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The legacy of John McCrae: Guelph remembers the ‘In Flanders Fields’ poet


The City of Guelph marked a significant milestone on Remembrance Day.

John McCrae, who wrote ‘In Flanders Fields’, was born 150 years ago in Guelph.

The doctor and soldier penned the famous poem which has become one of the most recognizable symbols of Remembrance Day.


McCrae was born on November 30, 1872 in a small house in the suburbs of the city.

“He lived an incredible life, he was an incredible man,” said Tammy Adkin, the manager of museums and culture for the City of Guelph.

McCrae later embarked on a career in medicine.

“He actually was one of the best trained doctors of his time, as a pathologist,” said Adkin.

McCrae was also a man of faith and service. He was among the first wave of Canadians to sign up for battle after Britain declared war on Germany.

Lt.-Col. John McCrae is shown in this undated image. (National Archives of Canada)


McCrae wrote ‘In Flanders Fields’ during the second battle of Ypres, where he was serving as a doctor on the front lines.

After helping bury a friend, he penned his famous poem.

“It was written as a call to action,” explained Adkin.

The words – ‘In Flanders Fields, the poppies blow/Between the crosses, row on row…’ – could have easily gone unnoticed.

“It was published in December 1915 in Punch magazine as kind of a filler piece, on the back page lower corner,” said Adkin. “But people found it and it resonated.”

The poem was then used as both a recruitment tool and to sell victory loan bonds.

McCrae didn’t live to see the end of First World War having died of pneumonia in January 1918.

However he did know people connected with his poem.

“Through letters to his mother we know he was aware that his words had impact, and he was quite pleased,” said Adkin.

The poem also helped inspire the adoption of the poppy, which is now seen as a symbol of Remembrance Day.


McCrae’s poem was turned into a song for Friday’s Remembrance Day ceremony at the Sleeman Centre.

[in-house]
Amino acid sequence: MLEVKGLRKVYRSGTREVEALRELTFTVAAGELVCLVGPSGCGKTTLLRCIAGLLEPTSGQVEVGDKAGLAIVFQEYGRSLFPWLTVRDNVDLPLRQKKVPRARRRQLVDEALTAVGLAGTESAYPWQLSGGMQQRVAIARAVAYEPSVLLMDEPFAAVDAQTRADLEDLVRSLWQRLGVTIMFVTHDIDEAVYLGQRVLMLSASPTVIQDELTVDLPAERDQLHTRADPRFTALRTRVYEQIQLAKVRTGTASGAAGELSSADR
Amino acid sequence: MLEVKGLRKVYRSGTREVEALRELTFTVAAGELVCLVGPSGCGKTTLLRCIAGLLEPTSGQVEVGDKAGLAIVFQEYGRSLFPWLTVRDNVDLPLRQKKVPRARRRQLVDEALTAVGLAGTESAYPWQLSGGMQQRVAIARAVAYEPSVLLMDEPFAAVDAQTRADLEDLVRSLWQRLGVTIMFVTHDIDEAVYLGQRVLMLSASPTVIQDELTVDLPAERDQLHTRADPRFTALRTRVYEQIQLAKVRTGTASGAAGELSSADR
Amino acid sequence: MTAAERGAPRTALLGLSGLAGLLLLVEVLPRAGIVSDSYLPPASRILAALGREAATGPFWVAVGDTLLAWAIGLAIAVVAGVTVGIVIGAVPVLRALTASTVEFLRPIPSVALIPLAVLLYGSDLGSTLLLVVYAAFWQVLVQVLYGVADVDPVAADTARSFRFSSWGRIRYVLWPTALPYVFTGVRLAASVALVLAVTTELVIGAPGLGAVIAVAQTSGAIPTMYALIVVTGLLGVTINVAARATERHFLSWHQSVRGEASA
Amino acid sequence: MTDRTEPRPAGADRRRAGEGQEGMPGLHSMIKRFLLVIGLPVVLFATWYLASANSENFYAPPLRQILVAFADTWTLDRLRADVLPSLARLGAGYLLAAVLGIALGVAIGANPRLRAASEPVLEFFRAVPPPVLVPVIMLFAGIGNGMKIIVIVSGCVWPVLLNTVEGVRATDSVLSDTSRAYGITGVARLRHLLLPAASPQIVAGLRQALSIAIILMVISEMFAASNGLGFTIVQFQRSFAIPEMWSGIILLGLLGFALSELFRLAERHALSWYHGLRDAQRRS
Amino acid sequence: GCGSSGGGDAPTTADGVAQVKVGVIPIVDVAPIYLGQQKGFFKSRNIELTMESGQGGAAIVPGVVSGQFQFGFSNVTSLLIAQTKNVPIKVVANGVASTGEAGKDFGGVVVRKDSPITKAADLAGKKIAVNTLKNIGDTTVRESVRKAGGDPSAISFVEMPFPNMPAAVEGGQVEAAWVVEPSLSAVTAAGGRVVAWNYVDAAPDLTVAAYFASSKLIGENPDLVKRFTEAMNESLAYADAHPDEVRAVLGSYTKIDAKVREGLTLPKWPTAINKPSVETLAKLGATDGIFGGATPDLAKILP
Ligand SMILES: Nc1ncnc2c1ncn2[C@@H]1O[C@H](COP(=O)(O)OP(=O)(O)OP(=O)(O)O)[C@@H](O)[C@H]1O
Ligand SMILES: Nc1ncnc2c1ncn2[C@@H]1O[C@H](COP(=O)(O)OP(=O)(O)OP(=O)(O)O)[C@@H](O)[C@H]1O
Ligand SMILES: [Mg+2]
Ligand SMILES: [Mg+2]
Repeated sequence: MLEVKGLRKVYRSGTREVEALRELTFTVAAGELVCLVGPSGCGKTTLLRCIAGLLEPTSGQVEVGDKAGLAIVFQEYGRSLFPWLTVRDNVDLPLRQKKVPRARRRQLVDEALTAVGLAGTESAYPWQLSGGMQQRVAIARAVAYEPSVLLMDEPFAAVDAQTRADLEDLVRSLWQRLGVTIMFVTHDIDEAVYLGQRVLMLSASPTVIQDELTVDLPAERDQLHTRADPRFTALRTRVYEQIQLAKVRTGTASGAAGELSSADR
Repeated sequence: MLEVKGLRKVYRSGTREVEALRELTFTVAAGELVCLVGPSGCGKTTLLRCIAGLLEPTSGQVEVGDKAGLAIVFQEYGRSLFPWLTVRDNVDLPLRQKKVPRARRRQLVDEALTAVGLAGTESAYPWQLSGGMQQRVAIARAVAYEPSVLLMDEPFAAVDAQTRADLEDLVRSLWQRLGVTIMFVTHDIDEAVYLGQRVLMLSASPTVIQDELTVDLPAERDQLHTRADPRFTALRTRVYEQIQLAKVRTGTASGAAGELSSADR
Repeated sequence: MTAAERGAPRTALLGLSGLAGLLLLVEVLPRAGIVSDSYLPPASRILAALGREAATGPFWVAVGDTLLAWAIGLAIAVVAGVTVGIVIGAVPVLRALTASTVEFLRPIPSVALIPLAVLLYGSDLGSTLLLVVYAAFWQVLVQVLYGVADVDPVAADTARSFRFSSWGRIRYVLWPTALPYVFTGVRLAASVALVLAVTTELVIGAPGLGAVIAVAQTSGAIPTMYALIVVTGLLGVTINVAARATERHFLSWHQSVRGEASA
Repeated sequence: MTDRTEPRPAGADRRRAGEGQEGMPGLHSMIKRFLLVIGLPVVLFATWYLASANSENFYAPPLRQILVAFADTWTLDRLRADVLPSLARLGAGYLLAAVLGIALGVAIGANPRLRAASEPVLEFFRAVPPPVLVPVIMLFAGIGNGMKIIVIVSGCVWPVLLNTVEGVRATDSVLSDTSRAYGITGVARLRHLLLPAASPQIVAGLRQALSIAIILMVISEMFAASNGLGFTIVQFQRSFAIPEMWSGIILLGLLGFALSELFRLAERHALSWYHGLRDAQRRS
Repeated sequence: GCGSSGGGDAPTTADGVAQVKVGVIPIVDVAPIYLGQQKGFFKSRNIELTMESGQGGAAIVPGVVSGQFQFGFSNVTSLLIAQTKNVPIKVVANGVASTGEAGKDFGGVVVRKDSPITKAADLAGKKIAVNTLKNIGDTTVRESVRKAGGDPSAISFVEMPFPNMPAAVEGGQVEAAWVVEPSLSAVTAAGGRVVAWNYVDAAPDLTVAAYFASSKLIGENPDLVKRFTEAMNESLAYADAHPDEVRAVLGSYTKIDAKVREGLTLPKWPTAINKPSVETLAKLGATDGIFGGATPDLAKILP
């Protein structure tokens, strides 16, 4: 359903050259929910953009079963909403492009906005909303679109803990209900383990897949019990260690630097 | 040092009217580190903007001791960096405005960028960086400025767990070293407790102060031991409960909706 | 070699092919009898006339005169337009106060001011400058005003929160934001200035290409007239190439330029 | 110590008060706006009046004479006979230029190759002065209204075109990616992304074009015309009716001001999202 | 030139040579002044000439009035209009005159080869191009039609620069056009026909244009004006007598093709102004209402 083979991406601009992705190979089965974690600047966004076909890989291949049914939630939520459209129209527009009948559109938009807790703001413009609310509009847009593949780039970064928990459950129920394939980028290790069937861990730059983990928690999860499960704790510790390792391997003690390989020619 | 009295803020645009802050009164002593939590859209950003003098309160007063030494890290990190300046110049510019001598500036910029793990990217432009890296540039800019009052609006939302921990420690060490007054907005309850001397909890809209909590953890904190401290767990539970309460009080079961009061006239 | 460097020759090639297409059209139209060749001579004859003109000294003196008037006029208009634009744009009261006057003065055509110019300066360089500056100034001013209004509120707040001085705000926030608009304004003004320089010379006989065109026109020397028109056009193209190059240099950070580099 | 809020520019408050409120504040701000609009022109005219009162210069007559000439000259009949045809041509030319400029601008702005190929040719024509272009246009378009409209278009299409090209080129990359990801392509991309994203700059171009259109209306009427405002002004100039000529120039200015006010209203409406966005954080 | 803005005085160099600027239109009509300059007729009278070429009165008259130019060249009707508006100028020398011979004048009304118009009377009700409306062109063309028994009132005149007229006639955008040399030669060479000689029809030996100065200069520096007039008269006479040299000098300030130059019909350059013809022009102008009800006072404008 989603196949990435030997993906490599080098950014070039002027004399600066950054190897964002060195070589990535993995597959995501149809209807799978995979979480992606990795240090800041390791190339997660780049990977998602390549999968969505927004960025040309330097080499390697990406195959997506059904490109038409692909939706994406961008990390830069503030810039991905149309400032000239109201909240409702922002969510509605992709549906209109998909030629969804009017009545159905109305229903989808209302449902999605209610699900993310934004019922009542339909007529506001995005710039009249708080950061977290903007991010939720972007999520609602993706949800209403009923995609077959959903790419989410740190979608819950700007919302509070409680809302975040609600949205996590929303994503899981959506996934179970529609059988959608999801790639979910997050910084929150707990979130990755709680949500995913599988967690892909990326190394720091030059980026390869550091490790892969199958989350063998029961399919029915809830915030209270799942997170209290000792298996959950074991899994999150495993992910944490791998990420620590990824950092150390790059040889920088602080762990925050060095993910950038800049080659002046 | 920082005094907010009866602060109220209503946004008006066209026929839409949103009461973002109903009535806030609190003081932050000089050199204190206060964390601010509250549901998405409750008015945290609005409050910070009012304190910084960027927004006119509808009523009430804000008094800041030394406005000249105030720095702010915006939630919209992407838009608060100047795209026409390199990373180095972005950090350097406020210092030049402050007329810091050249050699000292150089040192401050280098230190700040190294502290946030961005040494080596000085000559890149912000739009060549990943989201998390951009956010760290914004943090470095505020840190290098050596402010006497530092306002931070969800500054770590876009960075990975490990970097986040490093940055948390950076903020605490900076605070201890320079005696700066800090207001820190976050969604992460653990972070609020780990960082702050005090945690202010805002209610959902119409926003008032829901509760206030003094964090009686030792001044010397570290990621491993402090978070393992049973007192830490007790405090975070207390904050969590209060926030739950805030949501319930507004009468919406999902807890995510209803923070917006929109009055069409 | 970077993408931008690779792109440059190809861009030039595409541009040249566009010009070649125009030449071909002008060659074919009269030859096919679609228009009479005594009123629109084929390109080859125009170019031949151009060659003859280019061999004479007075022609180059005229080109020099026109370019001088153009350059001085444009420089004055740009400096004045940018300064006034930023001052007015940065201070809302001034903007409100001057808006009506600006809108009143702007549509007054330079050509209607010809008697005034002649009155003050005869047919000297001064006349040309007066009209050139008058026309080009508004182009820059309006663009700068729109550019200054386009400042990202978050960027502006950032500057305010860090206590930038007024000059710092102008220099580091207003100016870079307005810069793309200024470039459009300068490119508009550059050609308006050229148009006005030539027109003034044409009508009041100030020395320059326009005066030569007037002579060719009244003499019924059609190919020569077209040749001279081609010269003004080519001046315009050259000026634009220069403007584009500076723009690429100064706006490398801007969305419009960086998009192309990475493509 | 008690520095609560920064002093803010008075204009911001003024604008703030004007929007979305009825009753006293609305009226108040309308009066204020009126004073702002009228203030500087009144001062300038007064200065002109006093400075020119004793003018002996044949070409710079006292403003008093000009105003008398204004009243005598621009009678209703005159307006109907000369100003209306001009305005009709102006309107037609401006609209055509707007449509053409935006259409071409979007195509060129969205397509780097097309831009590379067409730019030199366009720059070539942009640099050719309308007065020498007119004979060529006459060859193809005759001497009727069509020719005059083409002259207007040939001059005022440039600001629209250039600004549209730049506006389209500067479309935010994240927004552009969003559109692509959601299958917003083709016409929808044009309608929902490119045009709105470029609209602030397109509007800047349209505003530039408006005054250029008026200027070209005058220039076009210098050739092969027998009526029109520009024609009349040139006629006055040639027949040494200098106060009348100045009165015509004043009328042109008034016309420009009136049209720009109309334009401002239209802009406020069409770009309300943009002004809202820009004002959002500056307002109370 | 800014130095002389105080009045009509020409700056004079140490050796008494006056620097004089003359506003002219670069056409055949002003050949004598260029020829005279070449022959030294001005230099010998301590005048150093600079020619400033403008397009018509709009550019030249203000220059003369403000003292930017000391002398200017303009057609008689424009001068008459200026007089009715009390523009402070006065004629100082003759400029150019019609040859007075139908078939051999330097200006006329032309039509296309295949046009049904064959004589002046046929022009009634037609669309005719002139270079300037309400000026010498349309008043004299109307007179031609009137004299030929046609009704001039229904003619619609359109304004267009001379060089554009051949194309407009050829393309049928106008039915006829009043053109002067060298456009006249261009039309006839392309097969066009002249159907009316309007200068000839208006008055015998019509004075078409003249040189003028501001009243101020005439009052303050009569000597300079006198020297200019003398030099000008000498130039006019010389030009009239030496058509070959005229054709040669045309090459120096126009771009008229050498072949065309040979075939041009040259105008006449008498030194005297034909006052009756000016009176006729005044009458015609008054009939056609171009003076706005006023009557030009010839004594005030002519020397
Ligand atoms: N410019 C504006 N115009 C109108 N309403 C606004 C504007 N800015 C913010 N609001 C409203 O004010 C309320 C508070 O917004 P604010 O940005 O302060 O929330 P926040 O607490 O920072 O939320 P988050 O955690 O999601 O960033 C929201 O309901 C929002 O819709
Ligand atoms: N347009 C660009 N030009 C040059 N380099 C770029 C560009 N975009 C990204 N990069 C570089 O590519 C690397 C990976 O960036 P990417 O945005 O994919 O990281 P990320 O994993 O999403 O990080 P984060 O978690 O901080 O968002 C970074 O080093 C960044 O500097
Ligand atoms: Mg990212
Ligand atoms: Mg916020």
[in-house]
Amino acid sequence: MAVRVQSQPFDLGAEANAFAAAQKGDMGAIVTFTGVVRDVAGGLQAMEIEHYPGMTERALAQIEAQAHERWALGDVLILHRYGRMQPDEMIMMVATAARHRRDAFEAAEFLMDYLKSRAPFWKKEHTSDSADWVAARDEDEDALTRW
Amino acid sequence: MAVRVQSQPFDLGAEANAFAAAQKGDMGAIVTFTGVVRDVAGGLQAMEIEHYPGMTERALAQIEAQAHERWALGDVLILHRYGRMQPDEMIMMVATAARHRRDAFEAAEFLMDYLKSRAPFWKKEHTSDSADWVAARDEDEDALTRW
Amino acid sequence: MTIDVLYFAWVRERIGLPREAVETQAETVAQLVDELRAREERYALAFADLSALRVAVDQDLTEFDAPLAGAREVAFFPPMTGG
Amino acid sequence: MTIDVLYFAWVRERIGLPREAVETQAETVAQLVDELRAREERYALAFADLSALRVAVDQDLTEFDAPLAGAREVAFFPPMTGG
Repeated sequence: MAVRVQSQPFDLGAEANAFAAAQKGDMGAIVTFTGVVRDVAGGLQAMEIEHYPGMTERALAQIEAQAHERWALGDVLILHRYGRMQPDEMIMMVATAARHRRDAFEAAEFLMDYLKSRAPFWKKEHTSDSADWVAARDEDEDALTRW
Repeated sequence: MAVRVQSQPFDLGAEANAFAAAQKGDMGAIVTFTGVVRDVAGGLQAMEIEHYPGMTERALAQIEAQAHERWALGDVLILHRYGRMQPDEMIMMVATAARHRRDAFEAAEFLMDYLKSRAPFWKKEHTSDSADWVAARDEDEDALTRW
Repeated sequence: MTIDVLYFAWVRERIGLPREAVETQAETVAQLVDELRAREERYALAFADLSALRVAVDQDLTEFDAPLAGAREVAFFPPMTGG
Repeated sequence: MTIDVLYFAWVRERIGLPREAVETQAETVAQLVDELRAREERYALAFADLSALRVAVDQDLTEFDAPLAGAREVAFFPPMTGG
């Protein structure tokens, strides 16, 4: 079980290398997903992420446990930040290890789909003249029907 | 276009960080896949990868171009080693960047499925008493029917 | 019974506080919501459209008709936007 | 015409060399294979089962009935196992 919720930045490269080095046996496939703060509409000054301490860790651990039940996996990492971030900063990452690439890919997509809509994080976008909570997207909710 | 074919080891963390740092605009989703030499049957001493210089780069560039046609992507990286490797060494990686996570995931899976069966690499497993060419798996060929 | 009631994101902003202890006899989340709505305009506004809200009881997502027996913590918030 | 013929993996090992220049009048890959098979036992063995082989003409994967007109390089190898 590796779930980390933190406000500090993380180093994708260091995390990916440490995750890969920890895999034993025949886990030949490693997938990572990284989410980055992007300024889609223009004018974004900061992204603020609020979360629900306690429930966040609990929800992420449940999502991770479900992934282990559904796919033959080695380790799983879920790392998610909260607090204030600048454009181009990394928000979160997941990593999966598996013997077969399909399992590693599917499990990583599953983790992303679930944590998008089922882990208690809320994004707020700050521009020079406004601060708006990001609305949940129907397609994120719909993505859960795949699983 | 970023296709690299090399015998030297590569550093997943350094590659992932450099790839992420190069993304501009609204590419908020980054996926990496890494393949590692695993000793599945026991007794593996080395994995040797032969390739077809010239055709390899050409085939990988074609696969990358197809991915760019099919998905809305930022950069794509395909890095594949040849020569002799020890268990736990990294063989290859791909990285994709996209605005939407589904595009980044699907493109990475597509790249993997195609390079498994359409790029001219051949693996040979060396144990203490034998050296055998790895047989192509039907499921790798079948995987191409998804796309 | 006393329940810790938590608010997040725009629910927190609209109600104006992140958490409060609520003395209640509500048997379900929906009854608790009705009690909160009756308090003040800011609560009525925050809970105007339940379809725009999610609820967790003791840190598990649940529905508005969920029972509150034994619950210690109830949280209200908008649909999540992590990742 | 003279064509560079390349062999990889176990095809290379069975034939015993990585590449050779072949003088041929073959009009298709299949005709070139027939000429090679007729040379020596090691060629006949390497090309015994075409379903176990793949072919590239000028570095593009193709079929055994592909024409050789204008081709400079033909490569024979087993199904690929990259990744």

The Royal Legion Branch 234 held another service at the McCrae House Memorial Garden, outside the home where McCrae was born and is now a national historic site.

“‘In Flanders Fields’ certainly sums up what we all feel in terms of remembrance,” said David Thompson, the first vice-president of the legion.

Students from John McCrae Public School also recited the poem that inspired an entire country to wear a poppy every November.

“[We] pay tribute to those who have given us the opportunity to have freedom,” said Lt. Paul Kubinec.

He served with the Canadian Forces for more than 20 years.

“It’s so deeply entrenched in Guelph that it’s part of the fabric,” Kubinec said. “He is here. We feel him today.”

Some of those who attended the ceremony at the Guelph Cenotaph left poppies at the base of the memorial. They said just like the men and women who died for Canada, John McCrae will never be forgotten.

“We talk about John McCrae everywhere we go,” said attendee Jeannette Forrest. “Special man, special day.”

Poppies left at Guelph's Remembrance Day ceremony in honour of Lt.-Col. John McCrae, who grew up in the city and penned the poem "In Flanders Fields." (Nov. 11, 2022)

The legacy of McCrae’s life was focused on making a difference.

“Through his medical career, through his military career, [he] was really committed to doing the right thing, to protecting people who needed protecting, to helping people who needed help,” explained Adkin.

The words McCrae left behind continue to inspire reflection every Remembrance Day and beyond. Top Stories

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